Maladaptive striatal plasticity and abnormal reward-learning in cervical dystonia

Tom Gilbertson (Lead / Corresponding author), Mark Humphries , Douglas Steele

Research output: Contribution to journalArticle

4 Citations (Scopus)
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Abstract

In monogenetic generalized forms of dystonia, in vitro neurophysiological recordings have demonstrated direct evidence for abnormal plasticity at the level of the cortico-striatal synapse. It is unclear whether similar abnormalities contribute to the pathophysiology of cervical dystonia, the most common type of focal dystonia. We investigated whether abnormal cortico-striatal synaptic plasticity contributes to abnormal reward-learning behavior in patients with focal dystonia. Forty patients and 40 controls performed a reward gain and loss avoidance reversal learning task. Participant's behavior was fitted to a computational model of the basal ganglia incorporating detailed cortico-striatal synaptic learning rules. Model comparisons were performed to assess the ability of four hypothesized receptor specific abnormalities of cortico-striatal long-term potentiation (LTP) and long-term depression (LTD): increased or decreased D1:LTP/LTD and increased or decreased D2: LTP/LTD to explain abnormal behavior in patients. Patients were selectively impaired in the post-reversal phase of the reward task. Individual learning rates in the reward reversal task correlated with the severity of the patient's motor symptoms. A model of the striatum with decreased D2:LTP/ LTD best explained the patient's behavior, suggesting excessive D2 cortico-striatal synaptic depotentiation could underpin biased reward-learning in patients with cervical dystonia. Reversal learning impairment in cervical dystonia may be a behavioral correlate of D2-specific abnormalities in cortico-striatal synaptic plasticity. Reinforcement learning tasks with computational modeling could allow the identification of molecular targets for novel treatments based on their ability to restore normal reward-learning behavior in these patients.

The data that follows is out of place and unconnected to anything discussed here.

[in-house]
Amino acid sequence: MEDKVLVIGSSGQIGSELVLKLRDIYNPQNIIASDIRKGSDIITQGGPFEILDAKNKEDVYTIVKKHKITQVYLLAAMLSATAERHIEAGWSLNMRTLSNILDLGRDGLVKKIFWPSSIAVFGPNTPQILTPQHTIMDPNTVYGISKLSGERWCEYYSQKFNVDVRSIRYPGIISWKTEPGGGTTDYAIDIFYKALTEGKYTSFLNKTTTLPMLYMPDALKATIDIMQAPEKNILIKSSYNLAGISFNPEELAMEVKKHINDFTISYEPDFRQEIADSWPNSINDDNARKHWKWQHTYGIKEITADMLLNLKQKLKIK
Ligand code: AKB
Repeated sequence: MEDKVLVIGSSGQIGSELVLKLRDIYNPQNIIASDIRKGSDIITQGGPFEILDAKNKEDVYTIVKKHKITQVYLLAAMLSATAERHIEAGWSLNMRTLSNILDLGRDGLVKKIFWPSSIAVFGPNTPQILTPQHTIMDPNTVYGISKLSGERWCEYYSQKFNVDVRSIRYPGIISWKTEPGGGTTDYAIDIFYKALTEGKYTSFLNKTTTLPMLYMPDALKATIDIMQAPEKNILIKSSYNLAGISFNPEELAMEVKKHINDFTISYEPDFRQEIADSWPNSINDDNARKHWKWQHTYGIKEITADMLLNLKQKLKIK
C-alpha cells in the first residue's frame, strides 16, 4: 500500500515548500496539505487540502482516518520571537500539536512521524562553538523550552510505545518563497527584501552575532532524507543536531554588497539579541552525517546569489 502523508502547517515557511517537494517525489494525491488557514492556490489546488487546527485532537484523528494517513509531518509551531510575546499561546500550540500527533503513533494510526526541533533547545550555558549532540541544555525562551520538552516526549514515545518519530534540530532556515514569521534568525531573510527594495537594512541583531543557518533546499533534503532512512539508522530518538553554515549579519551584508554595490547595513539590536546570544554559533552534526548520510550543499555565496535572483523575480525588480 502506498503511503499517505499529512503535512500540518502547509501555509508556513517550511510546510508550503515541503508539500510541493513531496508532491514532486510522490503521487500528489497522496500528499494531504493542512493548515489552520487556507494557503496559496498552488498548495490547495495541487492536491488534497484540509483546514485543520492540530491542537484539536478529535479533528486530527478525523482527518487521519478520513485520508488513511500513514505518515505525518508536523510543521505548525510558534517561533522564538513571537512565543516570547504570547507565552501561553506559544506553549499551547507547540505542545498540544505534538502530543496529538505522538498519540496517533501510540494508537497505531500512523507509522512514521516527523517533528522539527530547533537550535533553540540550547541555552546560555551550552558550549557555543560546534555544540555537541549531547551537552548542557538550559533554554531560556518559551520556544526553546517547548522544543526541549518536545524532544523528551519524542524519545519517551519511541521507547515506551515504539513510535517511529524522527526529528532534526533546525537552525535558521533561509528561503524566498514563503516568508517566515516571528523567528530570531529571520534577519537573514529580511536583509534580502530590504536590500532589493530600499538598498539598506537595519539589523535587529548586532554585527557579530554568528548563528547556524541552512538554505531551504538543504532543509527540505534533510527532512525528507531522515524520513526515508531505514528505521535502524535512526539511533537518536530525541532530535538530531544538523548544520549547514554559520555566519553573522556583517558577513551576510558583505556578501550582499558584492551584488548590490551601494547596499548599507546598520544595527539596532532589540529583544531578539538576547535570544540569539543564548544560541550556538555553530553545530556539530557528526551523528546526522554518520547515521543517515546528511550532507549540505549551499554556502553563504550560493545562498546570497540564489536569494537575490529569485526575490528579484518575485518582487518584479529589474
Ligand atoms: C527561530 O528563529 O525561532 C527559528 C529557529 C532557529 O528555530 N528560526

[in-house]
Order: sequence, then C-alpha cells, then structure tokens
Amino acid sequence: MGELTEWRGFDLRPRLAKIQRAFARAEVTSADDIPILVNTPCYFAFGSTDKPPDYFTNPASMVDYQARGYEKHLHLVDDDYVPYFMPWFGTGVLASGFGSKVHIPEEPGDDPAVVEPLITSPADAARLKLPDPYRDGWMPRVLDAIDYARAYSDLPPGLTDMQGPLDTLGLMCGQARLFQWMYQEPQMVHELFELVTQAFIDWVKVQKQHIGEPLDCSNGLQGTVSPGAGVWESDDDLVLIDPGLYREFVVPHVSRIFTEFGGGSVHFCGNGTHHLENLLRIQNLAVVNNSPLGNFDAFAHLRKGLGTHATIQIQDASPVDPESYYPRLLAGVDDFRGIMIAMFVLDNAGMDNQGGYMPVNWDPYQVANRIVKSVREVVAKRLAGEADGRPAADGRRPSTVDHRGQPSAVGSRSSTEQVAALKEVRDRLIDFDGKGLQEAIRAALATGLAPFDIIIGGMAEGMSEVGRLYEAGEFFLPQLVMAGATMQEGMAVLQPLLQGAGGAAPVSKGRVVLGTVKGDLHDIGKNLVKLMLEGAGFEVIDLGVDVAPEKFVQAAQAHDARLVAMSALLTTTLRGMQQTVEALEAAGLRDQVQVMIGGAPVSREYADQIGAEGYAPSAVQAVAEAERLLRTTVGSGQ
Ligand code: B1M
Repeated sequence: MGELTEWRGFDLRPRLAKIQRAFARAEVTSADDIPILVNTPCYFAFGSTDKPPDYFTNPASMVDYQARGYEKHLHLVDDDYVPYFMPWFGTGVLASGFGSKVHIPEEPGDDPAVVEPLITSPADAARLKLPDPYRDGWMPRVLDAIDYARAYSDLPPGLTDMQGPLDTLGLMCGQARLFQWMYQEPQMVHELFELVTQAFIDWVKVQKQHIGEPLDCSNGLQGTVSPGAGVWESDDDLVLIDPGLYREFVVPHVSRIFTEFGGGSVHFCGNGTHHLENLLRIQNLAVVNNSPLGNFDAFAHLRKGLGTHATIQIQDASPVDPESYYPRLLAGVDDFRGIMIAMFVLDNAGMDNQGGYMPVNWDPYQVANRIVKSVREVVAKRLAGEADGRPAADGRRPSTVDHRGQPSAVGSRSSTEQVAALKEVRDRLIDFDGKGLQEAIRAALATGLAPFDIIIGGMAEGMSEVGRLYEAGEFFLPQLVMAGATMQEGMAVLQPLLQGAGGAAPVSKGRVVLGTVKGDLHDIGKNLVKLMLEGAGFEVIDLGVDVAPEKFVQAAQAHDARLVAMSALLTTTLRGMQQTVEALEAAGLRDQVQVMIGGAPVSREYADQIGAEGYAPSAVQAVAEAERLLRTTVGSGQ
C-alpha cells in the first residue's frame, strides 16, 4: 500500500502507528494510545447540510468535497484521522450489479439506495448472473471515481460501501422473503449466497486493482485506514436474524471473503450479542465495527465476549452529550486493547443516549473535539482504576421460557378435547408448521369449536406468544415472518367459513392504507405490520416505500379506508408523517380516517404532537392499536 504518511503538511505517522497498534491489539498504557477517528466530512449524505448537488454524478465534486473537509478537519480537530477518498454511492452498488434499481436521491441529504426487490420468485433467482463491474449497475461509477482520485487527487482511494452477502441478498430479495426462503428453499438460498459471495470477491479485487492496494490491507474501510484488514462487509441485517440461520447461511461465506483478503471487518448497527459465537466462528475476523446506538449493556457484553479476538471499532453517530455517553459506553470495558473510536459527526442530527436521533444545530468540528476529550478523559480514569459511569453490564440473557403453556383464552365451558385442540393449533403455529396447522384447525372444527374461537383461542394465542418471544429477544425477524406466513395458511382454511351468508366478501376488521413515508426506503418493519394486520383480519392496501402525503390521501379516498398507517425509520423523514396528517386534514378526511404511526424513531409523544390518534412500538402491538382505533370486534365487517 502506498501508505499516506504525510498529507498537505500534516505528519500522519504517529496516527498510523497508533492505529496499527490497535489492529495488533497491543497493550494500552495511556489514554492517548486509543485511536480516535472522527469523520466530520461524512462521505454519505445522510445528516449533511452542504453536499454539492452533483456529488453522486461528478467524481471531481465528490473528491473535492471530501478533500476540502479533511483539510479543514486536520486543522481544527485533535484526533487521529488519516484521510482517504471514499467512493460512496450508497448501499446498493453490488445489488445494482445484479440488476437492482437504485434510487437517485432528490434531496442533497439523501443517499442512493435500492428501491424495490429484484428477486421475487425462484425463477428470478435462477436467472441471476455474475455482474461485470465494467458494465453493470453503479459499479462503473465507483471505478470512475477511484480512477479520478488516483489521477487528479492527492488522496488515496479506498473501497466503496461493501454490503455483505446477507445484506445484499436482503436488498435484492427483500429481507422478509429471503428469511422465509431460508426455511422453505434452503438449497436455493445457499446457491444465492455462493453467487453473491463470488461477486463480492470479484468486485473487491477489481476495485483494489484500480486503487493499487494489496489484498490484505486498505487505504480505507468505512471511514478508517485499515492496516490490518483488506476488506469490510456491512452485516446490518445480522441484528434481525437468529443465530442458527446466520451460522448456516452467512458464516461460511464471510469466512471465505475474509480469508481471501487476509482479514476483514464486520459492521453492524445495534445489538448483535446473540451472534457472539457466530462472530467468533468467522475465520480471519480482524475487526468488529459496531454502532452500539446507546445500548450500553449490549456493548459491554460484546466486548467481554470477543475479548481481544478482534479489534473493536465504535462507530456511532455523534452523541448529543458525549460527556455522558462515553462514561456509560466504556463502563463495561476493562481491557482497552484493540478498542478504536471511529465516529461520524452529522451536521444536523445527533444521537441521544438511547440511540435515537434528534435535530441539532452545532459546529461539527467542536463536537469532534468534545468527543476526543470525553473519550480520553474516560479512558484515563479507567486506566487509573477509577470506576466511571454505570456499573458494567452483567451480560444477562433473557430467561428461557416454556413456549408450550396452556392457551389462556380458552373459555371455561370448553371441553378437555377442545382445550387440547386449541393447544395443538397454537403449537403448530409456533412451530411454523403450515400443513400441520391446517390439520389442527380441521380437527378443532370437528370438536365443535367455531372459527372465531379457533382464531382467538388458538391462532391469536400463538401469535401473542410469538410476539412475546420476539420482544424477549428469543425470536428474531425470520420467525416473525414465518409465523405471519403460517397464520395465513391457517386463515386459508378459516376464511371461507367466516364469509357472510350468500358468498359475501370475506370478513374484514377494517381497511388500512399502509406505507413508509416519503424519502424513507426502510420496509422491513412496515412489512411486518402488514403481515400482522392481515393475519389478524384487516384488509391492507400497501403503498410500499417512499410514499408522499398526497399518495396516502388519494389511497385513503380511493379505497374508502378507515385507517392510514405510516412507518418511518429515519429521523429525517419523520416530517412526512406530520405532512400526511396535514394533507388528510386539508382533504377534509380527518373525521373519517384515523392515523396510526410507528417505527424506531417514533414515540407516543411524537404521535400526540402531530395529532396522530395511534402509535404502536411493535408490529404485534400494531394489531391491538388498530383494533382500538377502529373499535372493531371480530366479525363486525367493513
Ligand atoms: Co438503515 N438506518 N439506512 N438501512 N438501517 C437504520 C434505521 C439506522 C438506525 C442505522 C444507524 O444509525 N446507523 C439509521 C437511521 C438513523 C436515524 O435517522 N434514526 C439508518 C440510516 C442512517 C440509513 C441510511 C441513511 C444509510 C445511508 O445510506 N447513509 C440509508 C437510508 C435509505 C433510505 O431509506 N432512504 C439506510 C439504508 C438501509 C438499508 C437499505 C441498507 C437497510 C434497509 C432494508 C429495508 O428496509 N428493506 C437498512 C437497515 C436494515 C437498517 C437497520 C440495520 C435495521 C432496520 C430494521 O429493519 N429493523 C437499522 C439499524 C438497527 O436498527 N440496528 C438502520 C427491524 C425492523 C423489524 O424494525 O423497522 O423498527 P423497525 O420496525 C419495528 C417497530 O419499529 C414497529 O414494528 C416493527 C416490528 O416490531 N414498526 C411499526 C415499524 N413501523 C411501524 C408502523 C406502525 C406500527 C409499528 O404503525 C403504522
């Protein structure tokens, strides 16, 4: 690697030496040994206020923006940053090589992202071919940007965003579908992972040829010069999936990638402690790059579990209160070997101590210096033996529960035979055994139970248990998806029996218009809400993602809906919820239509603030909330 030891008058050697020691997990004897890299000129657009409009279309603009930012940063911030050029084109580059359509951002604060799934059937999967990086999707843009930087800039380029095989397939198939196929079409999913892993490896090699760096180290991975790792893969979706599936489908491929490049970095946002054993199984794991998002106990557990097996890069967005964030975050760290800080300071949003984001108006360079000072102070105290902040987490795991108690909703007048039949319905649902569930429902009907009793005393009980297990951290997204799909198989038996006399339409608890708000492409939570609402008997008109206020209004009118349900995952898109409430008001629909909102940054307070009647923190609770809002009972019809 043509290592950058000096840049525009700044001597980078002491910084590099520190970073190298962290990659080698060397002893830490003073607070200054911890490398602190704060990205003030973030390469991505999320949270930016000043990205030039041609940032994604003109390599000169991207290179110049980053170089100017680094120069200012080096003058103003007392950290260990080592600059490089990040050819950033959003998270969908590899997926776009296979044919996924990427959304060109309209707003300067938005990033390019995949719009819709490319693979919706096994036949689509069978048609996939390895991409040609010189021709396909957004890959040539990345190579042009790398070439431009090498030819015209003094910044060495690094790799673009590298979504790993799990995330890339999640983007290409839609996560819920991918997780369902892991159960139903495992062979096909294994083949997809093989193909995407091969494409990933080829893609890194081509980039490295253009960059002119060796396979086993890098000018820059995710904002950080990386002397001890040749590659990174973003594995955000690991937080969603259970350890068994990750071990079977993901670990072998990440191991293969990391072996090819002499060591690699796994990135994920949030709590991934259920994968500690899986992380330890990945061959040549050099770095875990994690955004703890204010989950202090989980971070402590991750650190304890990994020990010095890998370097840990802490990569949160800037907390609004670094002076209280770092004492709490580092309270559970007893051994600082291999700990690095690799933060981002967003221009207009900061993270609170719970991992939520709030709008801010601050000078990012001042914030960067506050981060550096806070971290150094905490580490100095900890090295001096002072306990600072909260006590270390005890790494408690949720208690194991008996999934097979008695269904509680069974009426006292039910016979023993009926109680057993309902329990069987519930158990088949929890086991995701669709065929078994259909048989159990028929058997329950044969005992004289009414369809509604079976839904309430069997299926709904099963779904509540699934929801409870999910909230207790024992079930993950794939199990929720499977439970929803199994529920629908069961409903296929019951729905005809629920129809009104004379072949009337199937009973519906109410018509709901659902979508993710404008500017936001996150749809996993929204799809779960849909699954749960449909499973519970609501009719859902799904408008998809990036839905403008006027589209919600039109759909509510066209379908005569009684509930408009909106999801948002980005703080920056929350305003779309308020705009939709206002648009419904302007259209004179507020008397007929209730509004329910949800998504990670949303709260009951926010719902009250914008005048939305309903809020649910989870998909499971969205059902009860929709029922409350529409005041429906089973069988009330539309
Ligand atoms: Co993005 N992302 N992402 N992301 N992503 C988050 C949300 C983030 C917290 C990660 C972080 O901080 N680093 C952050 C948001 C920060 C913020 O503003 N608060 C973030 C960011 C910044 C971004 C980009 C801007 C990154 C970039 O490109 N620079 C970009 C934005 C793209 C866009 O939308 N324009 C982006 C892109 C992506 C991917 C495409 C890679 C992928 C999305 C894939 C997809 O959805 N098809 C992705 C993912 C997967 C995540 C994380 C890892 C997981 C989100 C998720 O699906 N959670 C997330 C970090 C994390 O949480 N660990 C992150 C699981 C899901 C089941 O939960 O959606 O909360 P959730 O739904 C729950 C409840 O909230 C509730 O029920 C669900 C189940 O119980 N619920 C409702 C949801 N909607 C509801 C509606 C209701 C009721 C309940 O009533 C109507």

Original languageEnglish
Pages (from-to)3191-3204
Number of pages14
JournalEuropean Journal of Neuroscience
Volume50
Issue number7
Early online date7 Apr 2019
DOIs
Publication statusPublished - 30 Oct 2019

Keywords

  • basal ganglia
  • cervical dystonia
  • cortico-striatal plasticity
  • reinforcement learning
  • reward prediction error

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